Brands planning to invest in online communities

09 October 2009

NEW YORK: Some 94% of companies in the US that have developed online communities will continue to invest in these platforms over the next 12 months, with Procter & Gamble and Starbucks among the advertisers demonstrating how these channels can be used to connect with consumers.

Deloitte, Beeline Labs and the Society for New Communications Research recently surveyed 400 organisations, in sectors varying from FMCG to media and entertainment, which have created and maintained such services.

They argued these tools seem to fulfil a human need "to cooperate and share opinions", and also "have an 'amplifier effect' on marketing, customer support and other corporate functions."

Procter & Gamble, the consumer goods giant, has formed a number of internet properties that aim to serve both specific audiences and its own corporate goals in this way.

One of the most recent examples is Supersavvyme, which is positioned as a place for "savvy" mothers to gather, and includes articles, blogs, a discussion forum and special offers on subjects of relevance to this group.

This largely unbranded portal allows the Cincinnati-based firm to subtly promote a broad range of its brands, including Fairy and Pantene.

Similarly, the world's biggest advertiser has a number of other such niche properties, including Being Girl, for teenage girls, and Petside, for bird, cat and dog owners.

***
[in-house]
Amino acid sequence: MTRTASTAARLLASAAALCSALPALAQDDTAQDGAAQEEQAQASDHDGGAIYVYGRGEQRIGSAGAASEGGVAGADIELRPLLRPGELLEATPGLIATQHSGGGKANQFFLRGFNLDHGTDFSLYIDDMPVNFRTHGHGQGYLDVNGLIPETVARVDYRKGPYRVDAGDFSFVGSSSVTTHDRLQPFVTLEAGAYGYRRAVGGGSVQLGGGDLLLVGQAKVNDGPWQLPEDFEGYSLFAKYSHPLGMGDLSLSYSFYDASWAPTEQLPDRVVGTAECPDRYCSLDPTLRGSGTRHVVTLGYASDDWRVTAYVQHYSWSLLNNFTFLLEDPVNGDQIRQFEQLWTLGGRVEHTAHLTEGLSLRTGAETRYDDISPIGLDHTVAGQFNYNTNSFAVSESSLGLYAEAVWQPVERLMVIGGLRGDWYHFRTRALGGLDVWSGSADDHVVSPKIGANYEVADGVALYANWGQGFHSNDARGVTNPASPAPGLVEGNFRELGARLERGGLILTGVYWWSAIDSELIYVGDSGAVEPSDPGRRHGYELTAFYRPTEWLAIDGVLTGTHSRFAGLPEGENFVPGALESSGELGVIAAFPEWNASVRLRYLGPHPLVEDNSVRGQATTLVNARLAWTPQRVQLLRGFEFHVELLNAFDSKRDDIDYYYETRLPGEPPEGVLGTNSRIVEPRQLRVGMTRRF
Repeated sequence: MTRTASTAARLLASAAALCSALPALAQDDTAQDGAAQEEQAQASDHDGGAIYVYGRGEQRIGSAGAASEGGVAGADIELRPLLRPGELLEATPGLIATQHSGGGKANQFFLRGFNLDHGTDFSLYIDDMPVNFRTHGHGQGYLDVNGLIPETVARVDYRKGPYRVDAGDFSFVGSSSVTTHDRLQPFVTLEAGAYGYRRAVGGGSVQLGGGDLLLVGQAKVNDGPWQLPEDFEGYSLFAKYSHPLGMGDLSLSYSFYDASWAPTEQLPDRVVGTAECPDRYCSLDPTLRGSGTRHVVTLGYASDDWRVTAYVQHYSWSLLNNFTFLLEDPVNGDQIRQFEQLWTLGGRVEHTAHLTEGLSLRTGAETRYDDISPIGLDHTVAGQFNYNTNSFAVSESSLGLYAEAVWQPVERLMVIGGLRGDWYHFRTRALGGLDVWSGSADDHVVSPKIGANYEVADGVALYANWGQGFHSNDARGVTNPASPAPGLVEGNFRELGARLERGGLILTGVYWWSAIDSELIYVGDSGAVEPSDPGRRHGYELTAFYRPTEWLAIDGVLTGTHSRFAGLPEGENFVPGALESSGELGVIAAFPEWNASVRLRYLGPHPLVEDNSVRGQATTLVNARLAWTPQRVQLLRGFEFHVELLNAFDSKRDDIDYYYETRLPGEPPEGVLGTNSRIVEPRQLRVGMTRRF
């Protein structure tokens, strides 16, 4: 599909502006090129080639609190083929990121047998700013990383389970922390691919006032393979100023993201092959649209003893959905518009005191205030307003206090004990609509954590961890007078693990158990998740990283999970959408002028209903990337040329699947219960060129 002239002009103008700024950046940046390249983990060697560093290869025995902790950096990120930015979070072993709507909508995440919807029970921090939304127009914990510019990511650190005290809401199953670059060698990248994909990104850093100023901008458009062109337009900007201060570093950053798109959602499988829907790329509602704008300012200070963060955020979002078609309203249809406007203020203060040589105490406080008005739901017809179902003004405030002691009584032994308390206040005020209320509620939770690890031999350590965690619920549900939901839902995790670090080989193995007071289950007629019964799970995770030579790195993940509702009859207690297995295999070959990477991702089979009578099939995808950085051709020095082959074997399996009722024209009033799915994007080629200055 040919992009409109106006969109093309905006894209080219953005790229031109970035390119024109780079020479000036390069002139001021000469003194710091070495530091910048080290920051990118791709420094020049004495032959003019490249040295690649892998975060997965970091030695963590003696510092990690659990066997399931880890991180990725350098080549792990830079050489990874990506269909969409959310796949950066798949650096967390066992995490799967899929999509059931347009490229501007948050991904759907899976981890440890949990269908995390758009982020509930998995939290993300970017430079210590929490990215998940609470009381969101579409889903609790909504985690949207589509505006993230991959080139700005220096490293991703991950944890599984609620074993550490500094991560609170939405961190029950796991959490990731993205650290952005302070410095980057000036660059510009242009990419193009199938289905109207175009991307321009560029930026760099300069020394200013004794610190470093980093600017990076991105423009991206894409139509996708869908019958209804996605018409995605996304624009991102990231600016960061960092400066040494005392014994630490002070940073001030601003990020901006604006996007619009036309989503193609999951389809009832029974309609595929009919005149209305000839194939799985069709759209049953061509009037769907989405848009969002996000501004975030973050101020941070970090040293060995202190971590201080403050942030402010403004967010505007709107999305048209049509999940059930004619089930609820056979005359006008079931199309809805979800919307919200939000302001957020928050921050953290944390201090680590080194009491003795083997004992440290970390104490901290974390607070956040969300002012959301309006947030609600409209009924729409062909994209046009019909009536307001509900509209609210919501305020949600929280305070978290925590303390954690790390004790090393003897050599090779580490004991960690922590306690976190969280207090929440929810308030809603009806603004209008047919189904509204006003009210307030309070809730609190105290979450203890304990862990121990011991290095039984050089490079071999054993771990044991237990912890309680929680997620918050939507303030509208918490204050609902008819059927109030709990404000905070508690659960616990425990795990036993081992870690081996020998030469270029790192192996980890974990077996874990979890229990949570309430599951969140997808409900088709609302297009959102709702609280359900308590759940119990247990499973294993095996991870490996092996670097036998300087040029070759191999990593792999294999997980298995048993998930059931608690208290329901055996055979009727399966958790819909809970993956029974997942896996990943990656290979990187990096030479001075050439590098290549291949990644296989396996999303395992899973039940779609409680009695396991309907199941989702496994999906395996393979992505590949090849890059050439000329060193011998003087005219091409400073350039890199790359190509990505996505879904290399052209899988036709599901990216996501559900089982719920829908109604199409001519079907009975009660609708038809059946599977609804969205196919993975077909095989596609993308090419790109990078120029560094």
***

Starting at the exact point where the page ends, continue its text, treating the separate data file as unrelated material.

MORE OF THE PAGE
Starbucks was argued to be one of the brands that has made the best use of the emerging range of social media tools to date, in a recent study by the Altimeter Group, the consultancy.

Its initiatives on this medium include My Starbucks Ideas, which enables customers and staff to make suggestions about the coffee house chain and its products, with more than 75,000 such submissions having been received so far.

Pepsi also launched Pepsi We Inspire – which empowers African-American mothers to "tap into the powerful bonds between women by creating a platform built just for them"  last month.

Coca-Cola, its fellow beverage maker, recently signed up to sponsor Sounds of Buzz, an online community featuring concert footage from major bands, and which appeals to a younger audience.

By contrast, General Mills introduced a news and discussion service, Vitality, in partnership with Yahoo, earlier this week, in an attempt to encourage conversation among "Boomers".

John Starkey, marketing director for the food company, said "people are living longer, they are redefining and reinventing that part of their lives, and we want to be there to help them achieve that." 
According to Deloitte's research, more than half of American firms that have set up communities will maintain their expenditure on these programmes in the next year, while over 40% will increase their outlay, and less than 10% will cut back.

A third of the communities featured in its sample had been set up in the last six months, while a fifth had been "live" for under a year, a quarter had been operating for less than three years, and around 15% had been functioning for longer than this period.

In terms of staffing levels, 39% of respondents indicated they are now deploying a greater number of employees to manage these types of initiatives on a full-time basis.
The biggest challenge in building successful web communities were said to include keeping members engaged, mentioned by 30% of the panel, a figure that fell to 24% for getting web users to join, and 21% for ensuring members regularly returned.

With regard to measuring success, 34% of contributors said their main metric was the number of "active users", while 32% looked to the fre

Data sourced from Deloitte/MediaPost; additional content by Warc staff